Members of parliament fight corruption in defence and security

  • 08 Nov. 2014 - 09 Nov. 2014
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  • Last updated: 02 Dec. 2014 12:05

Members of parliament from NATO and partner countries took part in a workshop to examine the risks of corruption in the defence and security sector at the International Anti-Corruption Academy in Laxenburg, Austria on 8 and 9 November.

In the framework of NATO’s Building Integrity (BI) Programme, delegates reviewed current practice and looked at possible collaboration mechanisms to enhance the role of parliaments in the fight against corruption. Members of parliament play a central role in overseeing the activities of defence ministries, the defence industry and private contractors, scrutinising budget, procurement and personnel decisions.

The BI Programme provides practical tools to help participating countries strengthen integrity, transparency and accountability and reduce the risk of corruption in the defence and security sectors. It promotes good practice, processes and methodologies, and provides countries with tailored support to make defence and security institutions more effective. The workshop was the first to be tailored for members of parliament.

Lieutenant General Franz Reissner, Joint Forces Commander of the Austrian Armed Forces, underlined the challenge for these legislative bodies to strengthen transparency, accountability and integrity in the defence and security sector.  “Huge amounts of money are invested and therefore the legislator is called to create effective, efficient and enforceable regulations,” he explained. He highlighted Austria’s good practice in the field, referring in particular to the code of conduct for the personnel of the Austrian Ministry of Defence and the Austrian Armed Forces.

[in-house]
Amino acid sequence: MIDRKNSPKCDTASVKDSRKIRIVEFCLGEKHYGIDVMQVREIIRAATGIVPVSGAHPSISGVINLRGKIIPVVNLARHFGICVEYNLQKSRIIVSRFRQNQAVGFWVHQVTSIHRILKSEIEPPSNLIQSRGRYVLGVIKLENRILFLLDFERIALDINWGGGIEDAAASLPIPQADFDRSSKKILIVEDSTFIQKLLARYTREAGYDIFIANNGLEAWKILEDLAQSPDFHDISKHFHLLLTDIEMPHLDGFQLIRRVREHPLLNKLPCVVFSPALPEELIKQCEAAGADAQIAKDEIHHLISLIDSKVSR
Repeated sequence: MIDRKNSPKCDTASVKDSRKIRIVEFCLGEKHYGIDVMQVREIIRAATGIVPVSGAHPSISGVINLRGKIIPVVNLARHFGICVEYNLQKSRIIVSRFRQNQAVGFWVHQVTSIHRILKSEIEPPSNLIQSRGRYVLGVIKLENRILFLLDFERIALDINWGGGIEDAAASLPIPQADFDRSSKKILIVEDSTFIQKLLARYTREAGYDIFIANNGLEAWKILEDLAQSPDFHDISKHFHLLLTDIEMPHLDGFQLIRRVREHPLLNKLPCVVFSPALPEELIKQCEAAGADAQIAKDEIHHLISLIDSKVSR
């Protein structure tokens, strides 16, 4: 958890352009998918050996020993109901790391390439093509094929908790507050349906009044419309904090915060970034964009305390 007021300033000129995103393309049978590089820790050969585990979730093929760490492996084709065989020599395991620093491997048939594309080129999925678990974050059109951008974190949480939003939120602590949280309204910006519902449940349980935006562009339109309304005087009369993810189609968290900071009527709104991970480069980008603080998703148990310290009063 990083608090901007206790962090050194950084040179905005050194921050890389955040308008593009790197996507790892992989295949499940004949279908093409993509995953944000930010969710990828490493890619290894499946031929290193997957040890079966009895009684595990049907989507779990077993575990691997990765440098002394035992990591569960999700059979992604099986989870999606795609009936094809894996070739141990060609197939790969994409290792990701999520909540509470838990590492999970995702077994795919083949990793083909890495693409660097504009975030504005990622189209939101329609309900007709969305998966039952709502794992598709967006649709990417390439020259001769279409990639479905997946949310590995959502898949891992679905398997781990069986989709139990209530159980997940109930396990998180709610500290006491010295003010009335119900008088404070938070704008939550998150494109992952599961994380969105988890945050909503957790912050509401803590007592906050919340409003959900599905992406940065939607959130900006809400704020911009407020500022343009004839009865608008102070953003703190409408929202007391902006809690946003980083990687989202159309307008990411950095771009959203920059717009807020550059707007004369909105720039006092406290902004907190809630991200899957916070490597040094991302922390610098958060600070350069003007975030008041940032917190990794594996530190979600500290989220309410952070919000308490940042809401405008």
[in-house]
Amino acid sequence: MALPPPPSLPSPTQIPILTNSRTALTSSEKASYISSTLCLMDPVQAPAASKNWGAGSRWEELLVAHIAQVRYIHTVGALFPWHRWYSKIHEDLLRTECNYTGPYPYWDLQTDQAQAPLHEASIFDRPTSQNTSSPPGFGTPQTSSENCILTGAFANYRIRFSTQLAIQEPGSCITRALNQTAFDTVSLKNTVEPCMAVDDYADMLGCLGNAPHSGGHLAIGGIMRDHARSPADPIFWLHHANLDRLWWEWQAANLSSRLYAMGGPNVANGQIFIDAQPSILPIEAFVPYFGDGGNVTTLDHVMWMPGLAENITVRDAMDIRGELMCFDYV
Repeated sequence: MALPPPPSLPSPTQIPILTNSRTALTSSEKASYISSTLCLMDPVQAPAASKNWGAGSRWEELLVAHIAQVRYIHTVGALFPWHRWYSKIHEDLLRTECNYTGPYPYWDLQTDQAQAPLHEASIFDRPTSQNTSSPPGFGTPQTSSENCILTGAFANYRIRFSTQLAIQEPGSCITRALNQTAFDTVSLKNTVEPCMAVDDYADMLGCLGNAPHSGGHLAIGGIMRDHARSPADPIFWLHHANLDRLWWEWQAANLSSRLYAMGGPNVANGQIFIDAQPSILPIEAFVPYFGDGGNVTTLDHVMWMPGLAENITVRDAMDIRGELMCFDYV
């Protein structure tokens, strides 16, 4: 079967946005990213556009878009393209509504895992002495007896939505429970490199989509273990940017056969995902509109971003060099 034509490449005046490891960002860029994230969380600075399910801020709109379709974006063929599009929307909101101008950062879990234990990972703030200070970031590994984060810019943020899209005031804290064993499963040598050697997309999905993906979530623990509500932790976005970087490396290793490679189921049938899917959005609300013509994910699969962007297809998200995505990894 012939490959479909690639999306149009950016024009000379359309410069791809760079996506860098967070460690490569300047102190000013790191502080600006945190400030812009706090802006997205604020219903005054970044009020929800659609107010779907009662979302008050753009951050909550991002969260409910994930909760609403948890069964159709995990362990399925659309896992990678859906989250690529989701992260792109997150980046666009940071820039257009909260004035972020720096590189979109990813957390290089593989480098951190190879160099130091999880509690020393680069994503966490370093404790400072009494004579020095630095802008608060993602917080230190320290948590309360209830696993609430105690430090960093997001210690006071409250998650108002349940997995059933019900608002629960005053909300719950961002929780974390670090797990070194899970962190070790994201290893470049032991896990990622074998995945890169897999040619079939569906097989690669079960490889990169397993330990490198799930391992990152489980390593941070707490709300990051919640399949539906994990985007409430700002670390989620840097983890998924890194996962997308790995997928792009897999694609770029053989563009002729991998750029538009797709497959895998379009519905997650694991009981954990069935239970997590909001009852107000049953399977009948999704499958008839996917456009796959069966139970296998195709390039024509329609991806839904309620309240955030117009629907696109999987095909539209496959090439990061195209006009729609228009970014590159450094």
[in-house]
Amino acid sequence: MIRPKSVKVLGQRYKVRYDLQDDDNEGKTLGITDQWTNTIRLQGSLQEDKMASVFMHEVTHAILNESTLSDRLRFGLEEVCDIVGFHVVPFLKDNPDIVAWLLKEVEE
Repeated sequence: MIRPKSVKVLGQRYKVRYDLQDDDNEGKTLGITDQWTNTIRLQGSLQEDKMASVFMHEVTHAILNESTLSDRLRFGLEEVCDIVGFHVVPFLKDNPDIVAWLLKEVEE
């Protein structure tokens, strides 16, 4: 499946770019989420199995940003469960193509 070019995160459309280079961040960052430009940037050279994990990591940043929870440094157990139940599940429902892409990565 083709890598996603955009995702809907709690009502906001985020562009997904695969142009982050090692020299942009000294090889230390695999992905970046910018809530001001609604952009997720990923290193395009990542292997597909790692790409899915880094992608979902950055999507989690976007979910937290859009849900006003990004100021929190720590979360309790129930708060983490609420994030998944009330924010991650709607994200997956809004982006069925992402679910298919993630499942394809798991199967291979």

High-level representatives from NATO, the NATO Parliamentary Assembly (NATO PA), the Global Organization of Parliamentarians Against Corruption (GOPAC) and the United Nations Office on Drugs and Crime (UNODC) also attended the workshop.

NATO Assistant Secretary General for Political Affairs and Security Policy Ambassador Thrasyvoulos Stamatopoulos stressed the need for collaboration in preventing and responding to corruption. “Corruption kills. It kills economic opportunity and it kills investment. Corruption, like a virus, does not respect borders and cannot be contained by one nation acting alone,” he said.  “The defence and security sector is certainly not spared. To the contrary, this sector often benefits from a widespread culture of secrecy and impunity,” he added. Ambassador Stamatopoulos also highlighted the value of NATO’s contribution to the prevention of corruption in this sector. NATO’s experience in operations has shown that corruption has a direct impact on security, with financial and human cost.

NATO will draw on the results of the discussions in developing the BI Programme for 2015-2017.

The workshop was organised by NATO in collaboration with the NATO PA and GOPAC, and hosted by the Austrian Government.